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Young woman in front of a mirror

“Words are things. You must be careful. Careful about calling people out of their names, using racial pejoratives and sexual pejoratives and all that ignorance. Don’t do that. Some day we’ll be able to measure the power of words. I think they are things. I think they get on the walls. They get in your wall paper. They get in your rugs; in your upholstery. In your clothes and finally into you.” Three years ago Dr. Maya Angelou shared this insightful perspective on the power of words during an Oprah Masterclass.

The part about how words get into you has always stayed with me. Words and images carve imprints into our minds as to who we perceive ourselves to be, while shaping our identity. This is why when certain images, words or phrases are used for descriptive purposes, I become very cautious with accepting them. It also speaks to why after years of being called the N-word, even the most conscious among us can’t let it go. When Maya Angelou worked on an album with the well known rapper Common, he surprised her by using the N-word. She disagreed with it’s usage and Common stated, “She knows that’s part of me.” I’ve always wondered, “What part of you Common? What part of you is ‘nigger’?”

We’ve been called it so often, as if it were our names, at some point we started believing it represents us. I’ve written about this before, where I had to stop a first time father from referring to his newborn son as his, “little nigga.”

But it doesn’t stop with words. Imagery also plays a big role in how we view and address ourselves. For years it was almost impossible to view any realistic imagery of African Americans. Images of caricatures were sold on products around the world with exaggerated features, in positions of servitude, along with hypersexualized or asexualized messages (depending on the caricature). These images were used as a form of messaging to ignore the humanity of an entire subset of society in order to prevent upward mobility, empathy and cross-racial organizing. One of the most well known caricatures is “Mammy.” And years later we find ourselves clamoring to claim this image as something that represents us…when it never did. This is why the nostalgia concerning the Kara Walker Sphinx is so disturbing.

Reclaiming “Mammy” is just as counterproductive as seeking to reclaim “Nigger.” It’s beneath us but we keep trying to do it. Why?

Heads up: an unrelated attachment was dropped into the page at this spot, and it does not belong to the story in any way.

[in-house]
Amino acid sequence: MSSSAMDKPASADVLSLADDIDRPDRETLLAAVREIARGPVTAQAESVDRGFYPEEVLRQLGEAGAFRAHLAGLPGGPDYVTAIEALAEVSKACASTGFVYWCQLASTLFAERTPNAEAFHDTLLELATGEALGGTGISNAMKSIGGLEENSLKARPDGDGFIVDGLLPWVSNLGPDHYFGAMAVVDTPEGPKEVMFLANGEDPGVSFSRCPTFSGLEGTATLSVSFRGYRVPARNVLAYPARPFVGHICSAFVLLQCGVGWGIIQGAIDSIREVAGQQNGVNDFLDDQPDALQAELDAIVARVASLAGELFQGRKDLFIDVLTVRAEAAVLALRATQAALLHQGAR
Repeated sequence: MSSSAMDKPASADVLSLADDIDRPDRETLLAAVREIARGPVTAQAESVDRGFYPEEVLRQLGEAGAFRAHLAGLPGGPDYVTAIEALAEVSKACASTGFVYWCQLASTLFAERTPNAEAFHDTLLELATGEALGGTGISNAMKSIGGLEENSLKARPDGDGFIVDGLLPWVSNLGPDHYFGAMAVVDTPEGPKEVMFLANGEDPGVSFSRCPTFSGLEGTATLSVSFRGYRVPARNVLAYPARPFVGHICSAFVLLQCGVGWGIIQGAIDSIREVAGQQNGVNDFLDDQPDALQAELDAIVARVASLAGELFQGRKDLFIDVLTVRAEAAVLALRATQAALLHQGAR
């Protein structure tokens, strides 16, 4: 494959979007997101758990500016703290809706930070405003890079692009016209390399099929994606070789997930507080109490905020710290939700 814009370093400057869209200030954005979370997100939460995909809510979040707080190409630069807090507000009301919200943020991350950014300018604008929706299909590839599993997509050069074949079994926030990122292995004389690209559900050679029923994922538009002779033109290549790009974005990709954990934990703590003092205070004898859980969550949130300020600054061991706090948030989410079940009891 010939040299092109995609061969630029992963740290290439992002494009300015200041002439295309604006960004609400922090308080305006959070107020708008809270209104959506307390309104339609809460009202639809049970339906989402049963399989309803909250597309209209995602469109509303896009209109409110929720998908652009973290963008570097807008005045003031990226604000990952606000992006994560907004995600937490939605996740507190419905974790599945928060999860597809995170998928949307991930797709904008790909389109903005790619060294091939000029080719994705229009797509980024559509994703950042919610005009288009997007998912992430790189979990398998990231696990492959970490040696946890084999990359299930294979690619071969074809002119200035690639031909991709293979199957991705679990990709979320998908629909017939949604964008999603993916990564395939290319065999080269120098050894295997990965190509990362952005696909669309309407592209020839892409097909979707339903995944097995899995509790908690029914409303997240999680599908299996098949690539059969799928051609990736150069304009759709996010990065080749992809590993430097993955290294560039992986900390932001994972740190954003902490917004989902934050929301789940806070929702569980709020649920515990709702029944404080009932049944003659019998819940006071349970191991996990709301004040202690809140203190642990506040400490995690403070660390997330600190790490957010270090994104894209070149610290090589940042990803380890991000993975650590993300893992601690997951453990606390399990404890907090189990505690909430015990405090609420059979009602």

As Dr. Carter G. Woodson in the Mis-Education of the Negro profoundly noted, “When you control a man’s thinking you do not have to worry about his actions. You do not have to tell him not to stand here or go yonder. He will find his ‘proper place’ and will stay in it. You do not need to send him to the back door. He will go without being told. In fact, if there is no back door, he will cut one for his special benefit. His education makes it necessary.”

These negative images and words have become so widespread that most attempts at trying to debunk them have been outnumbered and overshadowed. We’d seen them so much and heard them so much that they’ve seeped into our psyche. Thus, at times we reinforce these images without consciously meaning to do so. In fact, we’ll find ourselves fighting for the right to protect these images and words.

The women that were called ‘Mammy’ had names like Elizabeth, Rebecca, Ann and etc. They were artists, healthcare providers/healers, and organizers of rebellions. These women were humans in totality, many being brilliant pioneers in an awesome Fannie Lou Hamer type of way. Featuring that imagery on a mass level would be groundbreaking. Yet it still hasn’t been done. What would that look like? Imagine the pure awesomeness of that idea and how that idea could help young Black girls discover new possibilities for themselves.

We are more than servitude. Yet so many images surrounding Blacks in history present us in service positions. Thus it is no surprise that in 2012 the Center For American Progress highlighted that 28% of African American women work in service positions and “only 11.9 percent of African American women were in management, business, and financial operations positions. In comparison, women as a whole are employed in these fields at a rate of 41.6 percent.”

Janet Bragg
Janet Bragg

Being limited to servitude is systematic but is upheld by the words and imagery that constantly describe Black woman as people who cook, clean and take care of other people. However, even a brief glimpse into history will show that before, during and after slavery, Black women were entrepreneurs, political organizers, pilots, and scientists.